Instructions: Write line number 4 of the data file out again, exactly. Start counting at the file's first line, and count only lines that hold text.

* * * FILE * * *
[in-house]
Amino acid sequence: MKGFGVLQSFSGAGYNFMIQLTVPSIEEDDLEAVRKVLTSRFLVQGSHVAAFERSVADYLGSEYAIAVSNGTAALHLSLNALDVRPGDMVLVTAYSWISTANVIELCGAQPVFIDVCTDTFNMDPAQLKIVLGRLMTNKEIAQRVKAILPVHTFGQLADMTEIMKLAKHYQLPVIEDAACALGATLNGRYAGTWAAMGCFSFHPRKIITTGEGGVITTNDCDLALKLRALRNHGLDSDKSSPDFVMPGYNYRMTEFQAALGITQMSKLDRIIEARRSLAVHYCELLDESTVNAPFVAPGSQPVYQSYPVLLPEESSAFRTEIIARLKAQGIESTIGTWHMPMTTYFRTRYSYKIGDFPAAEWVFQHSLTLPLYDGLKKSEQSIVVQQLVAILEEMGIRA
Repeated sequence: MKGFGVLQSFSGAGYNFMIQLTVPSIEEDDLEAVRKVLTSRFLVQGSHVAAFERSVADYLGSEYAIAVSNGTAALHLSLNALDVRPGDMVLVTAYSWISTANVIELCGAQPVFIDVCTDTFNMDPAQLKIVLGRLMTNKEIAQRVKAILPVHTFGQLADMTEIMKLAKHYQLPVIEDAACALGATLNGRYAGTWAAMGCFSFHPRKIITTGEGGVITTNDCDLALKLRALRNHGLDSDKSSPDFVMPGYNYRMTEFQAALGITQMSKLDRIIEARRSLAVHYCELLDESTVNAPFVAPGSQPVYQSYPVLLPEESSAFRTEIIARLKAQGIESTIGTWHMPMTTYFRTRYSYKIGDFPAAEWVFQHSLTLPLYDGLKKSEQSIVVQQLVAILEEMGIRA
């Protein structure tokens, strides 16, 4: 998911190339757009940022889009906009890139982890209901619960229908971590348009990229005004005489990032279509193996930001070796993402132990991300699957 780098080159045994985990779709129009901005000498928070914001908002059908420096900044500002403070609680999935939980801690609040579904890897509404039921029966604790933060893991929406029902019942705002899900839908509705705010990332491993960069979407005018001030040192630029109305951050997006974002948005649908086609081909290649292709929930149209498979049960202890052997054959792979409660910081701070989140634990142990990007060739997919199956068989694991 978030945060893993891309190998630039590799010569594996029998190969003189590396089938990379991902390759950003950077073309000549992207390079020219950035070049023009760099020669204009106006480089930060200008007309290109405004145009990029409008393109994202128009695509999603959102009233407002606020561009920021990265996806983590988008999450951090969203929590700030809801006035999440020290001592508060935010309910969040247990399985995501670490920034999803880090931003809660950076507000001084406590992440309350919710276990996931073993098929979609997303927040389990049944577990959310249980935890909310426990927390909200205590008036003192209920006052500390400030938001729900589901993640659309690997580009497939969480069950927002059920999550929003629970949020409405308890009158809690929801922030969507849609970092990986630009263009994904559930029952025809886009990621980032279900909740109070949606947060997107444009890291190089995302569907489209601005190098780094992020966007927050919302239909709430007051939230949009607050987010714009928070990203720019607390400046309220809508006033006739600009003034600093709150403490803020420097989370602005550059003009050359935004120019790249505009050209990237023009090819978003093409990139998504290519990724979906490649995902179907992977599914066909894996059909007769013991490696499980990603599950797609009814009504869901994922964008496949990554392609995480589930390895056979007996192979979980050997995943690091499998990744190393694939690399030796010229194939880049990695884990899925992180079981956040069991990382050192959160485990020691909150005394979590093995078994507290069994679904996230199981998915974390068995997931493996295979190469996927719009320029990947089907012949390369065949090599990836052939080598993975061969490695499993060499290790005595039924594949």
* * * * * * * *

């Protein structure tokens, strides 16, 4: 998911190339757009940022889009906009890139982890209901619960229908971590348009990229005004005489990032279509193996930001070796993402132990991300699957 780098080159045994985990779709129009901005000498928070914001908002059908420096900044500002403070609680999935939980801690609040579904890897509404039921029966604790933060893991929406029902019942705002899900839908509705705010990332491993960069979407005018001030040192630029109305951050997006974002948005649908086609081909290649292709929930149209498979049960202890052997054959792979409660910081701070989140634990142990990007060739997919199956068989694991 978030945060893993891309190998630039590799010569594996029998190969003189590396089938990379991902390759950003950077073309000549992207390079020219950035070049023009760099020669204009106006480089930060200008007309290109405004145009990029409008393109994202128009695509999603959102009233407002606020561009920021990265996806983590988008999450951090969203929590700030809801006035999440020290001592508060935010309910969040247990399985995501670490920034999803880090931003809660950076507000001084406590992440309350919710276990996931073993098929979609997303927040389990049944577990959310249980935890909310426990927390909200205590008036003192209920006052500390400030938001729900589901993640659309690997580009497939969480069950927002059920999550929003629970949020409405308890009158809690929801922030969507849609970092990986630009263009994904559930029952025809886009990621980032279900909740109070949606947060997107444009890291190089995302569907489209601005190098780094992020966007927050919302239909709430007051939230949009607050987010714009928070990203720019607390400046309220809508006033006739600009003034600093709150403490803020420097989370602005550059003009050359935004120019790249505009050209990237023009090819978003093409990139998504290519990724979906490649995902179907992977599914066909894996059909007769013991490696499980990603599950797609009814009504869901994922964008496949990554392609995480589930390895056979007996192979979980050997995943690091499998990744190393694939690399030796010229194939880049990695884990899925992180079981956040069991990382050192959160485990020691909150005394979590093995078994507290069994679904996230199981998915974390068995997931493996295979190469996927719009320029990947089907012949390369065949090599990836052939080598993975061969490695499993060499290790005595039924594949």